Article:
“We always play Mount Sinai in other sports, so we know not to underestimate them, and they came out very strong in the first quarter,” Tucker said. “It’s what we expected. They had a tough second quarter, but we knew they’d come back.”

Three-pointers were flying to open the third quarter, as de Borja banked a pair and Mount Sinai junior guard Victoria Johnson swished her second and third of the game, but still, the Tornadoes edged ahead 43-28 to begin the final quarter.

Harborfields' Falyn Dwyer attempts a jumper. Photo by Bill Landon
Harborfields’ Falyn Dwyer attempts a jumper. Photo by Bill Landon

The Mustangs opened the last eight minutes with two fast breaks that paid dividends for Johnson, who was fouled while shooting, and calmly swished both. The back end marked her 1,000th point of her varsity career.

“They’re really tough on defense,” Johnson said of Harborfields. “We ran on them because they’re a very fast team and they were going to try to stop us in the middle. We had one rough quarter, but we gave it our best. We’re a young team so we’ll make a run next year.”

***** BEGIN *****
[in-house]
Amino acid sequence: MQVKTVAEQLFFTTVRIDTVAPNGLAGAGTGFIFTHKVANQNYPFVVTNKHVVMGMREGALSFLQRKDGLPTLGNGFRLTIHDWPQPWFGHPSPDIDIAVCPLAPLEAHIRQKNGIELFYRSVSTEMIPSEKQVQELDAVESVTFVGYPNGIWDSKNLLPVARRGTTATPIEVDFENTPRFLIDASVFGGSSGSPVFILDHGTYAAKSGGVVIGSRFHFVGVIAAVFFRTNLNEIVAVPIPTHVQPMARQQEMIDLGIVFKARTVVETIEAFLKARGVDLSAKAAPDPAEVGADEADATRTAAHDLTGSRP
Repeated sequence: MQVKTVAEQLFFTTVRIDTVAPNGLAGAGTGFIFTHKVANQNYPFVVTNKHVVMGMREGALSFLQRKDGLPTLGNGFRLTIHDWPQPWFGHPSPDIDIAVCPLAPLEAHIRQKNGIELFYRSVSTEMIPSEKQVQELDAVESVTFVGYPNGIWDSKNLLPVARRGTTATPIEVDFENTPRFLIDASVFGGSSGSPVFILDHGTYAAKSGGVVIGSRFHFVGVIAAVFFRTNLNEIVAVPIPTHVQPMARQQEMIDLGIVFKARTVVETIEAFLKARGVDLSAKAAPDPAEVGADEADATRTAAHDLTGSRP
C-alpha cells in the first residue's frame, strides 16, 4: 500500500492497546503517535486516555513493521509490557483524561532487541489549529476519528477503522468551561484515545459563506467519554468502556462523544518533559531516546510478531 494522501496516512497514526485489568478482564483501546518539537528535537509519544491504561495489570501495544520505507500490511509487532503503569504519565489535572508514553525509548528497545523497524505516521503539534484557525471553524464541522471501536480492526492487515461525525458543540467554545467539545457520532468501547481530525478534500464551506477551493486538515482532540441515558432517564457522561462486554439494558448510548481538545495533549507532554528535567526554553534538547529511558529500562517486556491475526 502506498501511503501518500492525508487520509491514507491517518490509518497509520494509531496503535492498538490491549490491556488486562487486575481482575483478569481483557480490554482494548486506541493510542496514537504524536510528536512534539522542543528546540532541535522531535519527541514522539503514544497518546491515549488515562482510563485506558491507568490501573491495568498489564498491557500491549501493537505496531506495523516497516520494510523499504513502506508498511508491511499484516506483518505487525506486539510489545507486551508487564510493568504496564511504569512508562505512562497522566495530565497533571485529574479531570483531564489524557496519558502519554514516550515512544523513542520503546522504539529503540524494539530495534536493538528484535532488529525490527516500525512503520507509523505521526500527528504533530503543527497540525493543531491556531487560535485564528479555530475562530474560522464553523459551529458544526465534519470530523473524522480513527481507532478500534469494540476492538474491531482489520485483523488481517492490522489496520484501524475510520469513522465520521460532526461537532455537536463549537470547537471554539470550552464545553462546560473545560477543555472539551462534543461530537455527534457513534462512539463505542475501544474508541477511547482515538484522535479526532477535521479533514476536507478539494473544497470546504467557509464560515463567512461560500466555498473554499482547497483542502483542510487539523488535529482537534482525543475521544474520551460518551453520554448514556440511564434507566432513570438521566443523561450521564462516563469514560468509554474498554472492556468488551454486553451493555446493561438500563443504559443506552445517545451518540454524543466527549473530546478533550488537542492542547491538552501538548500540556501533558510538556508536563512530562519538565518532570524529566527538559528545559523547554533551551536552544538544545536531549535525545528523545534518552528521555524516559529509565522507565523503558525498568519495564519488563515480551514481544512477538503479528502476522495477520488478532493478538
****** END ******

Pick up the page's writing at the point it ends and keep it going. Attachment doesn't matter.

She’s the first basketball player to score 1,000 points as a Mustang.

“That is truly an amazing accomplishment,” Mount Sinai head coach Michael Pappalardo said. “We are so proud of her.”

Tucker netted two more points at the free-throw line for the Tornadoes, to again make it an 11-point game.

Mount Sinai inbounded the ball, throwing it the length of the court, where freshman guard Margaret Kopcienski gained possession and, with a spin move, found the rim to trim the deficit back to nine points.

Mount Sinai junior center Veronica Venezia made here presence known down low as the she muscled her way to the rim on a put-back to help her team trail by seven with 1:41 left in the game, but the Mustangs would not come any closer.

“The second quarter is where we got hurt, but we’re graduating two seniors and we’re returning 12 — including all five starters — so we’re looking forward to the off-season,” Pappalardo said. “[Harborfields has] great players, and to be with them in the final minutes makes me proud of our team.”

Mount Sinai's Gabby Sartori drives the lane. Photo by Bill Landon